A new weapon has been discovered in the fight against Parkinson's disease after scientists worked out a way to get rid of toxic clumps of protein in the brain.
The clumps, called Lewy bodies, build up to damage nerve cells and cause cell death, triggering the crippling disease.
The body can't get rid of the Lewy bodies naturally because they aren't properly flagged up for destruction, and medics don't know how to stop them forming.
But researchers have now found the molecule which stops them being condemned and, by blocking it, they can make sure they are removed and don't build up again.
Scientists at Georgetown University Medical Center in Washington DC say the molecule, called USP13, has never been linked to Parkinson's disease before.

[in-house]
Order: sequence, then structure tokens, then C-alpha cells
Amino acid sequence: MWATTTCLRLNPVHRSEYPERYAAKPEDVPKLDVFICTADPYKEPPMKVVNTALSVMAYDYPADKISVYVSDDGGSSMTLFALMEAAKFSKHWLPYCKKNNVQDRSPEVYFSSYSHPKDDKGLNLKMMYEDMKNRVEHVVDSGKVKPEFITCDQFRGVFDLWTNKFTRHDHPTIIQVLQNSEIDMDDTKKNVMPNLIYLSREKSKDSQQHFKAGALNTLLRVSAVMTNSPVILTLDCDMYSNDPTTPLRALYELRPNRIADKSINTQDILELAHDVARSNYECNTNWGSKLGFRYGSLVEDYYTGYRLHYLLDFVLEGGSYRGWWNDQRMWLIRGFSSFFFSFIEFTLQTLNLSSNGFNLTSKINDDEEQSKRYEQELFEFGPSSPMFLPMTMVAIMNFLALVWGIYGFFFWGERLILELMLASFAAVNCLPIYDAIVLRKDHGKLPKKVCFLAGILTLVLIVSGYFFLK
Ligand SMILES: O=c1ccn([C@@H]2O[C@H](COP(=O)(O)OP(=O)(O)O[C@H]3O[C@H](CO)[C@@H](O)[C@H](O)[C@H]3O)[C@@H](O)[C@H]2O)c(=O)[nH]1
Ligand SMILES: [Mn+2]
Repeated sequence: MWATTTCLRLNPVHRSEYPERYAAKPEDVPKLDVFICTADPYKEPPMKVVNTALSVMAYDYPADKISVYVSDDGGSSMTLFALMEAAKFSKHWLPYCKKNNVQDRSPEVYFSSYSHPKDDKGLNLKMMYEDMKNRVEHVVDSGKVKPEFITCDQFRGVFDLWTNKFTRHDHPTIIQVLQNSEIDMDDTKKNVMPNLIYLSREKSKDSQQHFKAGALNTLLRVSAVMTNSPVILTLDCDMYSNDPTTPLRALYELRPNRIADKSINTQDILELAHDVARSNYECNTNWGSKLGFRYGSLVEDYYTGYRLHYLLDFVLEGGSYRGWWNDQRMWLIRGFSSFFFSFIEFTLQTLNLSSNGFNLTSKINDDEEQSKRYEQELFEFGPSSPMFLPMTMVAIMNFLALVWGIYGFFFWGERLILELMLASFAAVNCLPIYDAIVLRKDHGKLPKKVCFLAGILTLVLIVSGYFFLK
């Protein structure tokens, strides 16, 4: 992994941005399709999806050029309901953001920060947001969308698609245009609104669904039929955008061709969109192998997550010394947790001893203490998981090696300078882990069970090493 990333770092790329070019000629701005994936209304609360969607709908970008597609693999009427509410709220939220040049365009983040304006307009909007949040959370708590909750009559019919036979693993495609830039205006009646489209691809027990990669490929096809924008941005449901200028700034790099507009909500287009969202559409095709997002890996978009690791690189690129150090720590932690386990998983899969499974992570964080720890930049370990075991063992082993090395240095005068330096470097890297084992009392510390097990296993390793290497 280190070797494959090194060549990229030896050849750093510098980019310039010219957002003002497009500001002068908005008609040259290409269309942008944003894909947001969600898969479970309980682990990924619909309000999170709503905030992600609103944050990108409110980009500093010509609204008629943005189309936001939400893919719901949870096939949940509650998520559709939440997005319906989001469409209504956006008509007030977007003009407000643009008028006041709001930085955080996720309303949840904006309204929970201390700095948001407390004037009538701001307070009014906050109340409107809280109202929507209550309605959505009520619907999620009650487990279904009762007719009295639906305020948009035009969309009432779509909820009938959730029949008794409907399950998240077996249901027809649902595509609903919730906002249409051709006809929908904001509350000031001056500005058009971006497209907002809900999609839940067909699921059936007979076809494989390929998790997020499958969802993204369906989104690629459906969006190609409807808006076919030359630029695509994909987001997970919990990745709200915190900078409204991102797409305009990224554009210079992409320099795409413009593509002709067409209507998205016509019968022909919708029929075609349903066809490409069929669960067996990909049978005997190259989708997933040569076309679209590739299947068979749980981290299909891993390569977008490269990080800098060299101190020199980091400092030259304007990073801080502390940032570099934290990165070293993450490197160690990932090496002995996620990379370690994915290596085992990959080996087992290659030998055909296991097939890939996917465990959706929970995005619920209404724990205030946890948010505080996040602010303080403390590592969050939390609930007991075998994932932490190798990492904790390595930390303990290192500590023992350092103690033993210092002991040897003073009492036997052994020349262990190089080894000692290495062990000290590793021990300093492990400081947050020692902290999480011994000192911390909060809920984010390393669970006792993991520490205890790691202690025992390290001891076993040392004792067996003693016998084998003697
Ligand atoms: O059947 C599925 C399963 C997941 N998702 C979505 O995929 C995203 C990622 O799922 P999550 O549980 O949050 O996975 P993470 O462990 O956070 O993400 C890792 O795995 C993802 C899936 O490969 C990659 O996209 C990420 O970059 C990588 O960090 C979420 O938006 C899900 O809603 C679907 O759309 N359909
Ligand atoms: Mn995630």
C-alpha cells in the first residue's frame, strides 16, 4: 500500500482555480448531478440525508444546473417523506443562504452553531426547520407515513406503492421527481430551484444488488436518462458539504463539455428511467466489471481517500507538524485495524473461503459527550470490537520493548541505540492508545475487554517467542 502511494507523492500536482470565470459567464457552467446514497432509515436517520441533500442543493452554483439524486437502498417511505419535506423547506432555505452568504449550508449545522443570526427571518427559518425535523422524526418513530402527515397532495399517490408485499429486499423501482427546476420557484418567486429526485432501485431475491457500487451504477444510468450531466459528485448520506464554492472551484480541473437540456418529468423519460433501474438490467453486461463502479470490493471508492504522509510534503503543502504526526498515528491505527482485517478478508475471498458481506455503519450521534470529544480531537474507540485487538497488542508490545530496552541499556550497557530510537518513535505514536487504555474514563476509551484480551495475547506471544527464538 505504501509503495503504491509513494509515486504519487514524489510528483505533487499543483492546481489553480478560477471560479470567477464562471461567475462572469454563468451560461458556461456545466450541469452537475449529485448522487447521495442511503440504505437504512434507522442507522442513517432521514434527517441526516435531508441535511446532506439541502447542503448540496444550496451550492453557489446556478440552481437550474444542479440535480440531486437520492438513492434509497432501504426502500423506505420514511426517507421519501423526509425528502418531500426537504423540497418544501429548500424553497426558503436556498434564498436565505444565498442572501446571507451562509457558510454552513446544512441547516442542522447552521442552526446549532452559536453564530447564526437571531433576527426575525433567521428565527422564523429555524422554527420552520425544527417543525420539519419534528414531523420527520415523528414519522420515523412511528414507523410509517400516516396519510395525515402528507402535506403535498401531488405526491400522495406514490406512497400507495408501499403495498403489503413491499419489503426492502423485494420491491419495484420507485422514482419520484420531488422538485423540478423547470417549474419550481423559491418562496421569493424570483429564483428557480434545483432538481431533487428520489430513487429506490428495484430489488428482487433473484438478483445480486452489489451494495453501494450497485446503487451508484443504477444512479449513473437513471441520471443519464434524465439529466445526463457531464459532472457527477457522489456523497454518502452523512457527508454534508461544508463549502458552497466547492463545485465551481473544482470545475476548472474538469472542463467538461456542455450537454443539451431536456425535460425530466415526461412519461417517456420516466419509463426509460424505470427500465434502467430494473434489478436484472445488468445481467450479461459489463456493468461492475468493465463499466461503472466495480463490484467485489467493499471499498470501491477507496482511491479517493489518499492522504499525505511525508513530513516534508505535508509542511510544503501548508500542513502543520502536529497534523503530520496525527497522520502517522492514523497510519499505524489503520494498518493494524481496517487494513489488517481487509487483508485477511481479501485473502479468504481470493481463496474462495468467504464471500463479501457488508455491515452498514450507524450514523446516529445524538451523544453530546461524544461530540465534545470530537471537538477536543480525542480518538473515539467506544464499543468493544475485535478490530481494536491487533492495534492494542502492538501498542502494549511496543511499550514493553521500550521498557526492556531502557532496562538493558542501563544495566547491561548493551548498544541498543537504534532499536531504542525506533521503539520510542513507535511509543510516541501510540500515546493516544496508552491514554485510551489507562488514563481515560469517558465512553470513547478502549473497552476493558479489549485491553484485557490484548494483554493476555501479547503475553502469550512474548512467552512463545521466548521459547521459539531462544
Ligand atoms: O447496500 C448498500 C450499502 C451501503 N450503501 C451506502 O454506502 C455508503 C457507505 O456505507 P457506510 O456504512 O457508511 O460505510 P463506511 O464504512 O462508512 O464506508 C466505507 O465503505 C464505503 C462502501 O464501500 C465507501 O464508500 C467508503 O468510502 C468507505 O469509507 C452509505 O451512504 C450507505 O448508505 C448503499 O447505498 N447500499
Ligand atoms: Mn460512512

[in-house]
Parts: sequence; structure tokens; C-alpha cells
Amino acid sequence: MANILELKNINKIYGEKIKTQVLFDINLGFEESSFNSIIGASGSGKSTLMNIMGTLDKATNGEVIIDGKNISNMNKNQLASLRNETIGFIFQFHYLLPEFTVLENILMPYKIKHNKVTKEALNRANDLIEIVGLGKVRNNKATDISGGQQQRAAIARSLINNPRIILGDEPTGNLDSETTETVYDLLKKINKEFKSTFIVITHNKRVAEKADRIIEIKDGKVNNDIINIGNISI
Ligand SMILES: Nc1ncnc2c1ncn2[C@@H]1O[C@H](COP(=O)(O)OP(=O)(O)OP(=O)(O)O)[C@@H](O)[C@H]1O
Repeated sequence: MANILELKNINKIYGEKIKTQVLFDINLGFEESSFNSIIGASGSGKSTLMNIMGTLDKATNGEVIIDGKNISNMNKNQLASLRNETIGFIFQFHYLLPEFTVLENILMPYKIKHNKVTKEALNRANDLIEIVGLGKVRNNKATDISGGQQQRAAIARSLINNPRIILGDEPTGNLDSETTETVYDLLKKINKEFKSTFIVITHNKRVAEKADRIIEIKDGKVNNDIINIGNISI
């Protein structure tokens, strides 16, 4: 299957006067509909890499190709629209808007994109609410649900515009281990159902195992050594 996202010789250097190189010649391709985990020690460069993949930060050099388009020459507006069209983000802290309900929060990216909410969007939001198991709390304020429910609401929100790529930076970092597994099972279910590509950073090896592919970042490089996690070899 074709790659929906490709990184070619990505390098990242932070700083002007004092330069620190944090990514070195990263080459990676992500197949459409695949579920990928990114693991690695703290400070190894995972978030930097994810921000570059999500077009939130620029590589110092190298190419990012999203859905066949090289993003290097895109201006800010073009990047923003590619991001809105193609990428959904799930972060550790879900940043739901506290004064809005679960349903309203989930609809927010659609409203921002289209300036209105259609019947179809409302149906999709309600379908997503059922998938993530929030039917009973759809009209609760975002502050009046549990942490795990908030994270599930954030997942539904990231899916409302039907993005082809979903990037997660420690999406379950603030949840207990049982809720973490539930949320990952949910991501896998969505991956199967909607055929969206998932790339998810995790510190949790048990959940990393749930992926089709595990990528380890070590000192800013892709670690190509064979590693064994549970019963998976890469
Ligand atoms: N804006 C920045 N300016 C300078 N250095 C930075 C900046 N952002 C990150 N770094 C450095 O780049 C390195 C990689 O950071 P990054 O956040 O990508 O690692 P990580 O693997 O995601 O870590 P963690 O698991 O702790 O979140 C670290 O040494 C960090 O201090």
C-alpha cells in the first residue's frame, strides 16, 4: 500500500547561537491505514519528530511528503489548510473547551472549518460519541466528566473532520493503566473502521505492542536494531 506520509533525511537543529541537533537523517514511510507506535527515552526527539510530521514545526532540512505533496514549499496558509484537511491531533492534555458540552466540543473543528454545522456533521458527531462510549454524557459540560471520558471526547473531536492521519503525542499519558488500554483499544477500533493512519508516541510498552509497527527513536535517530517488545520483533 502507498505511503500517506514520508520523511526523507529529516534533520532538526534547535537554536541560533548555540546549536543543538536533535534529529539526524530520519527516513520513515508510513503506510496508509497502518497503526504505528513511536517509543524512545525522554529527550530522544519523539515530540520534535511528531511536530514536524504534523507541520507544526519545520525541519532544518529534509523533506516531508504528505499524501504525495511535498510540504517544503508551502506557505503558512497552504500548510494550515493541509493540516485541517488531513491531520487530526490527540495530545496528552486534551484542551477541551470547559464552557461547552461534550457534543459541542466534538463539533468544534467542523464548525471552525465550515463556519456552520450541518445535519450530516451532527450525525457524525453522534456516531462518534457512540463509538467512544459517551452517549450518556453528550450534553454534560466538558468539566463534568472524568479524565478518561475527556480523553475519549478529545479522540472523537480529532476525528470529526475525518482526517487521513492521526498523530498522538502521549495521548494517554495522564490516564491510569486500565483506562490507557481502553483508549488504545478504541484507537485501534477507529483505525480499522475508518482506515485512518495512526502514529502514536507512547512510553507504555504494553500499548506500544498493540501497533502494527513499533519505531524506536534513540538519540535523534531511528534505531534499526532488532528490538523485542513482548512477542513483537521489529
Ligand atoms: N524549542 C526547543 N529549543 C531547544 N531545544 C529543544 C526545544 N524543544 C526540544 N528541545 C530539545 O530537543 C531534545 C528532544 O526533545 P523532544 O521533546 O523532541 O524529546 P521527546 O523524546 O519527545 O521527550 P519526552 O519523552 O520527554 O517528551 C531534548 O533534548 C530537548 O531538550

'This study provides evidence that USP13 affects development and clearance of Lewy body protein clumps,' said lead investigator Xiaoguang Liu.
Dr Liu added the molecule 'may be a therapeutic target in Parkinson's disease and other similar forms of neurodegeneration.'
Lewy bodies are also linked to a type of dementia and a condition called multiple system atrophy, which causes muscle control problems all over the body
Parkinson's disease is a slowly-progressing condition which damages the brain over time and causes people to shake uncontrollably and lose the ability to move.
Around one in 500 people are thought to be affected by the incurable disease – an estimated 127,00 people in the UK have it.
The Georgetown scientists' research could provide a ray of hope for these people if the proteins causing nerve damage can be stopped.
Although it is unlikely damage could be undone, blocking the build-up of Lewy bodies could stop the condition progressing further.
The research was published in the journal Human Molecular Genetics.